The DRC has the largest cobalt mine in the world, producing more than half of the world’s supply. The main issues with the cobalt from that area are the safety and human rights issues. Sadly almost every smartphone and electric car have some Congolese cobalt in it. Workers in more developed countries are more expensive and will raise the price of the batteries we depend on, but what if there were no workers in a mine? The future of mining is automated.
Mining, by its nature, carries many health and safety hazards as well as social and environmental issues. Cobalt mining has been a hot topic as demand is increasing due to the need for the metal to be used in Lithium-ion batteries, found in electric cars and smartphones. The vast majority of cobalt comes from the Democratic Republic of Congo, producing an average of 64,000 metric tonnes (11 times more than the country that provides the second most amount of cobalt, Russia) which is mined by hand and employs an estimated 40,000 children (UNICEF). This boom in demand for cobalt means its price has skyrocketed, going from a five year average of $30/kg up to $120/kg in March of 2018. Many of the high volume buyers of cobalt are looking to alternative countries like Canada and Australia to source the cobalt they need, but are met with environmental and safety concerns, concerns that can be reached but will raise the price of cobalt and Li-Ion batteries. It is imperative that car makers can keep their costs low to entice people to move away from the internal combustion engine and into an electric vehicle. – Enter Rio Tinto and the mine of the future.
Rio Tinto is a global mining force (LSE:RIO 4 146 GBX) that has embraced technology in a host of its mines, primarily Australia. For productivity and safety, new technologies such as autonomous vehicles and drones are already in use and are a big success; with the company planning a fully autonomous heavy haul train by the end of 2018. Rio Tinto has a fleet of autonomous drills and trucks, which can generate high-quality data ore seam, pinpointing the best place to extract the ore with the most effective and least damaging to the environment. Drones have also been put to use to help evaluate terrain, inspect equipment and provide a safe way to observe in a mining operation. The big takeaway from what Rio Tinto is doing is removing people from the risk.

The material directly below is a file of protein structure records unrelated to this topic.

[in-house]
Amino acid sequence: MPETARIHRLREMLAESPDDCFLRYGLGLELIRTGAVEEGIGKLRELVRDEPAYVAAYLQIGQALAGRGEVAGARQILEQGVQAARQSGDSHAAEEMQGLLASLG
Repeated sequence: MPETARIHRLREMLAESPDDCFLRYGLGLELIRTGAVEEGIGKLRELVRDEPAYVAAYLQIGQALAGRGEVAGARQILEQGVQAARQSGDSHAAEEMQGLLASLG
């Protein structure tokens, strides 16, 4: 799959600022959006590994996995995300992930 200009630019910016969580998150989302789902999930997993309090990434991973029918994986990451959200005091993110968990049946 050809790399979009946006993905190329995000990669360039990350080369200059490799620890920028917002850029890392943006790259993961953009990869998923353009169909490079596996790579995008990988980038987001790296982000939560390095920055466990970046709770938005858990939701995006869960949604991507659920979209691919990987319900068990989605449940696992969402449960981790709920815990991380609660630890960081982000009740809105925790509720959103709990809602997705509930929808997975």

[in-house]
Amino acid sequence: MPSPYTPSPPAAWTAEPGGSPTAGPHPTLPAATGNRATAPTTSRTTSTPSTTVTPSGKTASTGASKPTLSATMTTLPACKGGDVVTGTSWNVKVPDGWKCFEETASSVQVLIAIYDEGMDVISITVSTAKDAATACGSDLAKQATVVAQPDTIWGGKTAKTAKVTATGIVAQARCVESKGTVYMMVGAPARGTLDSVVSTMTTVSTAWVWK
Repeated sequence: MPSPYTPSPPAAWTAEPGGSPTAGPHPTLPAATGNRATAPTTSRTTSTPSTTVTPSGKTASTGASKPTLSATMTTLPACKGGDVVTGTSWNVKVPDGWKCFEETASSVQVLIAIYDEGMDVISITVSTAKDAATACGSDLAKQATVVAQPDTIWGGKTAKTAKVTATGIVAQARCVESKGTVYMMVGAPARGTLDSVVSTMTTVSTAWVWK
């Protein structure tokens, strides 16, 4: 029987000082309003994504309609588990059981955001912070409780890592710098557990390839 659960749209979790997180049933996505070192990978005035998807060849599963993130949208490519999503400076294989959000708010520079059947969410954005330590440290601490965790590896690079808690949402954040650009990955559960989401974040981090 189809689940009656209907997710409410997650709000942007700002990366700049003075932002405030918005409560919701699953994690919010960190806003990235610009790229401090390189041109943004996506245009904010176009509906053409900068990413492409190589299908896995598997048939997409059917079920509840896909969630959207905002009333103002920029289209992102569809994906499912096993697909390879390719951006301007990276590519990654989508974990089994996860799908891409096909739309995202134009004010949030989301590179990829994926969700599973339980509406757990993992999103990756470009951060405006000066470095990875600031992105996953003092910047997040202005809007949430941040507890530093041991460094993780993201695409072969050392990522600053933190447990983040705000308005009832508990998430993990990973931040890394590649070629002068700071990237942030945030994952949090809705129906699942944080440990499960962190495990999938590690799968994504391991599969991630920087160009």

Many people see the use of automation in mining, energy and heavy industry as a loss of people to be working, but the fact is it’s opening up new positions in supervising and maintenance. Autonomous vehicles, be they a car or mining equipment, need supervision as it is not infallible; and as you are now able to run equipment 24×7, regular maintenance becomes more important. Rio Tinto is moving towards creating an intelligent mine – the mine of the future.
In South Africa, Simulated Training Solutions has created a Virtual Reality blast wall. This tool helps miners train, using an electronic “spray can” to mark holes, and practice detonating explosives correctly. The computer will show them the way the rock will fracture and react based on the holes they have marked, highlighting mistakes. Technology like VR can better train miners, and make better predictions, but will also save time and money, as it will minimize errors. The Glencore’s Mopani Copper Mines in Zambia have installed three VR blast walls and are planning to expand the project.
Back to the mining of cobalt: in 2016 the Chinese Chamber of Commerce of Metals, Minerals and Chemicals has set up a Responsible Cobalt Initiative, which currently has 32 members, including brands like Apple, Sony and Volvo. The RCI is a program created to tackle the risks associated with the cobalt supply chain, including regulation, sustainability, the safety of people working with cobalt, the environment and responsible sourcing. They are also looking into technologies such as blockchain (the technology behind decentralized currencies, such as Bitcoin and Ethereum) to improve the traceability of cobalt throughout the supply chain. The blockchain would create a digital paper trail that can be followed to the source, which raises issues with potential errors and fraud.
As mining and mining cobalt embraces technology explicitly, we are hoping to see conditions for people and the environment increase. Technology holds a lot of potentials, but to create the technology we want, we need to mine for metals and minerals, process and refine. Some battery makers have attempted to remove the cobalt from Li-Ion batteries, but researchers at the University of Maryland and the U.S. Army Research Lab have found the way to make better, longer lasting lithium-ion batteries is more cobalt. Let’s all hope investment into autonomous mining equipment and advanced training for miners works its way to the Democratic Republic of Congo, as well as other countries. It might be a good time to invest in cobalt stocks and futures – if somebody doesn’t invent a Li-Ion battery with no cobalt first.